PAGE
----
The Morning Jolt

Politics & Policy

Obama Used Tear Gas at the Border, Too

A member of the Central American migrant caravan runs from tear gas near the fence along the U.S.-Mexico border in Tijuana, Mexico, November 25, 2018. (Kim Kyung-Hoon/Reuters)

Making the click-through worthwhile: the Obama administration’s history of using tear gas on the border; the ugly decade for General Motors takes another unexpected turn; the question of whether American voters punish politicians who solve problems instead of rewarding them; and another case of progressive activists focusing on the convenient targets instead of the responsible ones.

Tear Gas on the Border: Okay When the Obama Administration Does It, Apparently

From the coverage of the Customs and Border Patrol using tear gas, one could easily be led to believe that this was an unprecedented escalation in tactics from the Trump administration.


The same tear-gas agent that the Trump administration is taking heat for deploying against a border mob this weekend is actually used fairly frequently — including more than once a month during the later years of President Barack Obama’s administration, according to Homeland Security data.

U.S. Customs and Border Protection has used 2-chlorobenzylidene malononitrile, or CS, since 2010, and deployed it 26 times in fiscal 2012 and 27 times in 2013. The use dropped after that, but was still deployed three times in 2016, Mr. Obama’s final full year in office.

Use of CS rose again in fiscal 2017, which was split between Mr. Obama and Mr. Trump, and reached 29 deployments in fiscal 2018, which ended two months ago, according to CBP data seen by The Washington Times.

Border authorities also use another agent, pepper spray, frequently — including a decade-high record of 151 instances in 2013, also under Mr. Obama. Pepper spray, officially known as Pava Capsaicin, was used 43 times in fiscal year 2018, according to the CBP numbers.

A recent Washington Post article about the use of tear gas by the Border Patrol talks a lot about the Chemical Weapons Convention, the use of poison gas in World War I, and Saddam Hussein’s use of chemical weapons — as if any of that is comparable to the use of tear gas. The Chemical Weapons Convention explicitly says, “Riot control agents may not be used as a method of warfare but may be used for certain law enforcement purposes including riot control.”

In 2008, the National Review crew was in Saint Paul, Minn., covering the Republican National Convention. Mark Hemingway and I were on our way to tape a “Red Meat” video — remember those? — when we encountered a clash between protesters and police in riot gear. Police fired tear gas to disperse the protesters and then . . . the wind shifted. Those of us watching the clash from what we thought was a safe distance away found ourselves with watery eyes and burning nostrils. (If you feel the need to simulate the experience, find your nearest pepper shaker, remove the cap, hold it right up against your nostril, and inhale deeply.)

It’s unpleasant. But if this tool is unacceptable for dispersing crowds, what tool is acceptable? Rubber bullets can kill people in the wrong circumstances. Water cannons evoke images of the violent crackdown on civil-rights protests. The aim is to avoid physical confrontation between police and the rioters as much as possible. examined the use of tear gas after the Ferguson protests in 2014:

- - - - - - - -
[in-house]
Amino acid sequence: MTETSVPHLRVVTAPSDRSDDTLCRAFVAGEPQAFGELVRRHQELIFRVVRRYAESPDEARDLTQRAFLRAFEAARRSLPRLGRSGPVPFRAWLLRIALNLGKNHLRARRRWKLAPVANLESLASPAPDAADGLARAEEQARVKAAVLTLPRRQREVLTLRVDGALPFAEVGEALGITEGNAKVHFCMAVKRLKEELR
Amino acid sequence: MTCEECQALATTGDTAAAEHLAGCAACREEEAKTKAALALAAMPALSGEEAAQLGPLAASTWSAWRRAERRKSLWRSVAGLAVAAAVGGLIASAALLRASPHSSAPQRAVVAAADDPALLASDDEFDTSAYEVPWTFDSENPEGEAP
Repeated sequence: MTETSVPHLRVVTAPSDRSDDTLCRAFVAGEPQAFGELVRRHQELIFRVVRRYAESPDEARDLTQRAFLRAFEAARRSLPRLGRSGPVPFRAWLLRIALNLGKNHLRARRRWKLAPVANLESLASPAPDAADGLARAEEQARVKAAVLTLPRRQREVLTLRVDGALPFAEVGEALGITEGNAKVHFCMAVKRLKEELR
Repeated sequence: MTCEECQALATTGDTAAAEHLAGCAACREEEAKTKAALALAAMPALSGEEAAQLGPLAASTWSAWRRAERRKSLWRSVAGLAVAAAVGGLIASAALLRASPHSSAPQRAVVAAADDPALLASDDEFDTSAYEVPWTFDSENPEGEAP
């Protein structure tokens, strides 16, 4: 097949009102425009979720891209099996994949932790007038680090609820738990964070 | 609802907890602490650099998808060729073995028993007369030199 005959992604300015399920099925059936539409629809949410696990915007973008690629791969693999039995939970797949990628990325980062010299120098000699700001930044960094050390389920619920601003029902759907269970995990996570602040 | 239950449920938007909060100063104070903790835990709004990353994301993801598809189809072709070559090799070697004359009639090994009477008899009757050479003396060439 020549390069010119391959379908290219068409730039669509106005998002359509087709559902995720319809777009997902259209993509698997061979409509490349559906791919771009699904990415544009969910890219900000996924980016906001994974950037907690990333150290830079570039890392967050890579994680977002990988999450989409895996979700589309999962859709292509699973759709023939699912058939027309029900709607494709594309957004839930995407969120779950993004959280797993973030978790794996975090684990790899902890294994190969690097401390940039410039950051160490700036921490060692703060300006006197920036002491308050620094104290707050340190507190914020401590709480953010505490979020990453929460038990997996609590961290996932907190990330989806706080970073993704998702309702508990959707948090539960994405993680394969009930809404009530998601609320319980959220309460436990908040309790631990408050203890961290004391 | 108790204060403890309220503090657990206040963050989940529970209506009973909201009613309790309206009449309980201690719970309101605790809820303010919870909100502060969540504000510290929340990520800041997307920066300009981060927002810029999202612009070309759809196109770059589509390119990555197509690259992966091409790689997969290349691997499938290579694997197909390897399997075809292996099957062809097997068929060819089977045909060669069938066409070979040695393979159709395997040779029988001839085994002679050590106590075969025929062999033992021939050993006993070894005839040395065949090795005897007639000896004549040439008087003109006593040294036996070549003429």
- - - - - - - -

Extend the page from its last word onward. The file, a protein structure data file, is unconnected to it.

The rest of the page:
“There are few immediate alternatives to tear gas for riot control. There are strategies to prevent riots, including better community relations, a less militaristic appearance, and improved training, all of which have been raised in relation to Ferguson. But once rioting is under way, police need tools to control it — and “even though tear gas is far from perfect,” said David A. Koplow, a Georgetown University law professor, “it continues to be used in that role because there’s nothing else better.”

The current effort to demonize the use of tear gas is offered by folks who don’t really want to see crowds of migrants rushing the border stopped.

Is Government Motors 2.0 Around the Corner?

Rough decade for General Motors, huh?

Years of declining sales and increasing costs bring it to the brink of bankruptcy as the Great Recession kicks off in 2008. Its representatives go to Washington, begging for cash. The new Obama administration creates a Task Force on the Auto Industry.

President Obama, his task force, and Congress come to terms with the company for a limited bailout in the middle of 2009, consisting of various restructuring moves and the government purchasing a lot of company stock and holding it for several years to restore investor confidence. GM closes Hummer, Saturn, and Pontiac. They sell off Opal and Saab. The company gets the “Government Motors” nickname.  Taxpayers provided “another $30 billion on top of the $19.4 billion it has already given GM to cover its losses and fund its operations, in exchange for a 60 percent equity stake in the new company after restructuring, as well as $8.8 billion in debt and preferred stock.”

When the government sold its first shares, President Obama boldly predicted, “American taxpayers are now positioned to recover more than my administration invested in GM.” But by the time the last share of GM stock had been sold in 2014, the government would announce it lost $11.2 billion — about a billion more than it had previously estimated. Its fair to wonder whether the bailout stigma did permanent damage to the company’s reputation.